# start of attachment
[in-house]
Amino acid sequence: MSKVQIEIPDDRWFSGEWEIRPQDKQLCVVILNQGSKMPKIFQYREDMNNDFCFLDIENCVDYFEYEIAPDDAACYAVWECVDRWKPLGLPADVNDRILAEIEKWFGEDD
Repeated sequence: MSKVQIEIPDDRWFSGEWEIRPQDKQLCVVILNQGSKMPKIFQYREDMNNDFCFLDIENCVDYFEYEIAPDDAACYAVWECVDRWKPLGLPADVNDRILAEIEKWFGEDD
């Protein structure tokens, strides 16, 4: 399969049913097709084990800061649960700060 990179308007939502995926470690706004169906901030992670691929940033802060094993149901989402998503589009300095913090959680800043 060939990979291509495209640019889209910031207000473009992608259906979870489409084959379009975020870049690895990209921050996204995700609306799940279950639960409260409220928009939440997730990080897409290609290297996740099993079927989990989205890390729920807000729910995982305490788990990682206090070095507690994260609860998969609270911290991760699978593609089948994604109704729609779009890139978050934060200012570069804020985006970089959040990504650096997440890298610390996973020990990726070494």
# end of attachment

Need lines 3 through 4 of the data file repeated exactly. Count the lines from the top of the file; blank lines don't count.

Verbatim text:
Repeated sequence: MSKVQIEIPDDRWFSGEWEIRPQDKQLCVVILNQGSKMPKIFQYREDMNNDFCFLDIENCVDYFEYEIAPDDAACYAVWECVDRWKPLGLPADVNDRILAEIEKWFGEDD
């Protein structure tokens, strides 16, 4: 399969049913097709084990800061649960700060 990179308007939502995926470690706004169906901030992670691929940033802060094993149901989402998503589009300095913090959680800043 060939990979291509495209640019889209910031207000473009992608259906979870489409084959379009975020870049690895990209921050996204995700609306799940279950639960409260409220928009939440997730990080897409290609290297996740099993079927989990989205890390729920807000729910995982305490788990990682206090070095507690994260609860998969609270911290991760699978593609089948994604109704729609779009890139978050934060200012570069804020985006970089959040990504650096997440890298610390996973020990990726070494």